In case you were wondering, I do believe that Harris’s description of Islam is Islamophobic. Not because I am a practising Muslim and therefore object to any criticism of Islam coming from a non-Muslim, but rather because in conducting my research I have come to realise that distinguishing criticism of Islam from bigoted views of it (yes, there is such a thing) is a fairly straightforward exercise. Islam, albeit one word, encompasses a diverse faith and a magnitude of beliefs. Any objective criticism of Islam will give due consideration to this diversity. Harris’s criticism does not. He is under the impression that his model of Muslims as “concentric circles”, with “jihadists”, in the smallest number, forming the core, followed by Islamists, then conservative Muslims, and then the majority of modern, non-practising Muslims, sufficiently acknowledges the diversity of the Muslim world. He seems to be too absorbed in his own rhetoric to realise that this model depicts Muslims in some kind of vacuum, devoid of any external contexts and influences. Harris will never admit, for instance, that the jihadists of IS are not just violent because they follow a certain interpretation of Islam, but because they have an arsenal that allows them to be violent in practice. The “jihadists” of IS possess military resources that were supplied by the US and its allies in the fight against Assad in Syria. These jihadists are opportunists who are furthering their own political agenda. How is Islam to blame for that, I wonder?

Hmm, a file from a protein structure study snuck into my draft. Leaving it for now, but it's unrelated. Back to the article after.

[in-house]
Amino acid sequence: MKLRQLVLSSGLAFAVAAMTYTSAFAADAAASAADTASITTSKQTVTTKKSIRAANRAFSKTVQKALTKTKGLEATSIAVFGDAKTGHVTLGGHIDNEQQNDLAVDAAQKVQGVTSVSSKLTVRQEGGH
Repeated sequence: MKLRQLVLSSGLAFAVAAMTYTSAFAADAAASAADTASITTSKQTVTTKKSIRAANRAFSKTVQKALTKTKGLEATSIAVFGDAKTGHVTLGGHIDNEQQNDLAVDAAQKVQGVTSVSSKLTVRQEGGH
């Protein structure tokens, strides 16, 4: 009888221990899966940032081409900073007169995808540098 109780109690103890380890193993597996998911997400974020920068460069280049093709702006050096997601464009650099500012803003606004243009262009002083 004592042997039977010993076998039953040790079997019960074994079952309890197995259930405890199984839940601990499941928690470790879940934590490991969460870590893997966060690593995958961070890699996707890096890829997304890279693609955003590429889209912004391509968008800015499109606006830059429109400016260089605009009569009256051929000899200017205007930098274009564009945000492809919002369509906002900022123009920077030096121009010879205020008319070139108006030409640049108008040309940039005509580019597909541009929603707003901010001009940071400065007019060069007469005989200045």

The simple litmus test to prove if statements made by Harris and Maher are Islamophobic is to ask whether they would or would not be considered antisemitic if they were said about Judaism. If Harris declared Judaism “the mother lode of bad ideas”, or Maher said that Judaism “will f*ing kill you!!”, they would be accused of antisemitism in a heartbeat, and rightly so. The fact is that Harris, Maher, Dawkins et al represent a different, more subtle, altogether more sinister kind of Islamophobia, one that continues the historic Orientalist obsession of painting Islam as the Other, the sworn enemy of the West and the root of all evil. Moreover, these proponents of liberalism tout secular liberal principles of gender equality, gay rights, freedom of expression etc. to legitimate their Islamophobic sentiments, thus rationalising to themselves and others their bigoted views of Muslims.